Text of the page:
In San Antonio , Texas, and throughout the United States, an interesting problem is occurring – you have your seat belt on as an occupant in a car accident and the official police report says you did not have the seat belt on. You are angry and upset, because you know that you did in fact have your seat belt on. The Texas Department of Public Safety like many states offer specific occupant restraint laws .
Unfortunately, the crash impact can actually cause the seat belt to detach without any evidence of damage. After the accident, the seat belt functions without a problem, and there are no stress signs on the webbing of the belt, plate where the belt latches, and the metal D-ring.
Do not fret – even if a traffic investigation report reflects that the seat belt was not worn, you may in fact have a good seatbelt defect case .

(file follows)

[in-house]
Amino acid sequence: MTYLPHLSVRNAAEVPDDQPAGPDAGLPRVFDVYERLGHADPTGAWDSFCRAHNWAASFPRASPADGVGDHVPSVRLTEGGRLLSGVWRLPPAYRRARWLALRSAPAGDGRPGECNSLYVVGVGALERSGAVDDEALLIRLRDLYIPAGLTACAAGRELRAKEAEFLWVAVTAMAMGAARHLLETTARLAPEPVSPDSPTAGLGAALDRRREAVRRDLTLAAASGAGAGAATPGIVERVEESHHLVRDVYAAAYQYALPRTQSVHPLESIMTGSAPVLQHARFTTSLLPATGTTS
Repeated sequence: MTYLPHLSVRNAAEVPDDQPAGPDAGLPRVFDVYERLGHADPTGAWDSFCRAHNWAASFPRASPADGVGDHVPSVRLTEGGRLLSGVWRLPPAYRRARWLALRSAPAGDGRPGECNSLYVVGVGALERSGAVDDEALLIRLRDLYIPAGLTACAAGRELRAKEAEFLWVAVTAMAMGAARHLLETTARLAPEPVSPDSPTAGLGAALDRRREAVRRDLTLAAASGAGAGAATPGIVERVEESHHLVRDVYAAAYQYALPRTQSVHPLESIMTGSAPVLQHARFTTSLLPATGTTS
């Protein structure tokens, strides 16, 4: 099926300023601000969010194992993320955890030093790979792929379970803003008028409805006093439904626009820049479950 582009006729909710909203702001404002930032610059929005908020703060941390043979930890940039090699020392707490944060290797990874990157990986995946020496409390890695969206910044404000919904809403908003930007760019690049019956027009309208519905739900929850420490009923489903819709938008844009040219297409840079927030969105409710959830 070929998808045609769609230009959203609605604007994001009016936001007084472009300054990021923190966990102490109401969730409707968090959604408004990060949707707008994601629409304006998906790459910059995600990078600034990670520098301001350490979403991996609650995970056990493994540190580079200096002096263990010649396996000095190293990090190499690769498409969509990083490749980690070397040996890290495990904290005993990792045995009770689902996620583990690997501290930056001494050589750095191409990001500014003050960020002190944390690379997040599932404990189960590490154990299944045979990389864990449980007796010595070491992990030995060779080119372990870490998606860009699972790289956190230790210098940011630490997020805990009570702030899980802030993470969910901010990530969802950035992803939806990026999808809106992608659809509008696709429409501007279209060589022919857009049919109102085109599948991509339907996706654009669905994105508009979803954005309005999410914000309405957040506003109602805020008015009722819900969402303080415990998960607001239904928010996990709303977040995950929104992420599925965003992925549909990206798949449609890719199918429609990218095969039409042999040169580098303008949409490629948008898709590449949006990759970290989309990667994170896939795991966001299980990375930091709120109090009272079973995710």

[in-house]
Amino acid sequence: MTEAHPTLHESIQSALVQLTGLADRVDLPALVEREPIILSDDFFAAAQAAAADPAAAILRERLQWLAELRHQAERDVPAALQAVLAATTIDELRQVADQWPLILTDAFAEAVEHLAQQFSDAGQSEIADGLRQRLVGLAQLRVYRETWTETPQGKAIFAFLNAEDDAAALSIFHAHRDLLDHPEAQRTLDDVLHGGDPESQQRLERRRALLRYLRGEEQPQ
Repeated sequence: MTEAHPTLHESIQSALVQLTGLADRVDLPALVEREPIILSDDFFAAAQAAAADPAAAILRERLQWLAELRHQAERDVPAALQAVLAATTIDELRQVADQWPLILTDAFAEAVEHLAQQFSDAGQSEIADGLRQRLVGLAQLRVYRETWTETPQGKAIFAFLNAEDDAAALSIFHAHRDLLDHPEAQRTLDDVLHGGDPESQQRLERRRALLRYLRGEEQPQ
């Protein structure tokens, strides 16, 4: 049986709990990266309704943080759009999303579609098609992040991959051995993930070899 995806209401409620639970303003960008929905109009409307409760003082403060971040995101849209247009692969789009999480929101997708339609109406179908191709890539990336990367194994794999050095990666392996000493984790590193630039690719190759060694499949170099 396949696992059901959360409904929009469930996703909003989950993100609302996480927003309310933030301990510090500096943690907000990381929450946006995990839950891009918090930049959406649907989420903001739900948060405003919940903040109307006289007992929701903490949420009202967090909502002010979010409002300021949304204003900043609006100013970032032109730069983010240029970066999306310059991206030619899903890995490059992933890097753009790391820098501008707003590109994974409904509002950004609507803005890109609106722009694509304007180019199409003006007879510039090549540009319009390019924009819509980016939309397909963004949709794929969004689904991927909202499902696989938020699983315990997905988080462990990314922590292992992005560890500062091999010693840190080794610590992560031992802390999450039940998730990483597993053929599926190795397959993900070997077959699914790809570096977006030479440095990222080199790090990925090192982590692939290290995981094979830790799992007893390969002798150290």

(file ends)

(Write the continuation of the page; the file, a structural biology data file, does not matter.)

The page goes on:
The phenomenon behind seat belt defects lies in the application of G forces created by the crash. The G forces create enough energy to move the buckle with vibration. The vibration can effect the spring that latches the buckle, in effect forcing the button to release the seat belt to move downward. A passenger’s hip can also create enough force to unlatch the belt.
The unlatching of the seat belt is known as ‘inertia unlatch’. Seatbelts can be designed in such a way that inertia unlatch does not occur – yet, ironically auto manufacturers will not implement these latch designs. During a crash, an occupant can be subject to severe abdominal injuries when their body moves under the lap belt. In addition, some seatbelts do not lock during crashes because of defects in the seat belt retractors.
Even in rollover accidents, investigators will find the retractors on the seat belts will lock and unlock multiple times. The slack in the seat belt caused by defective retractors can be extremely dangerous.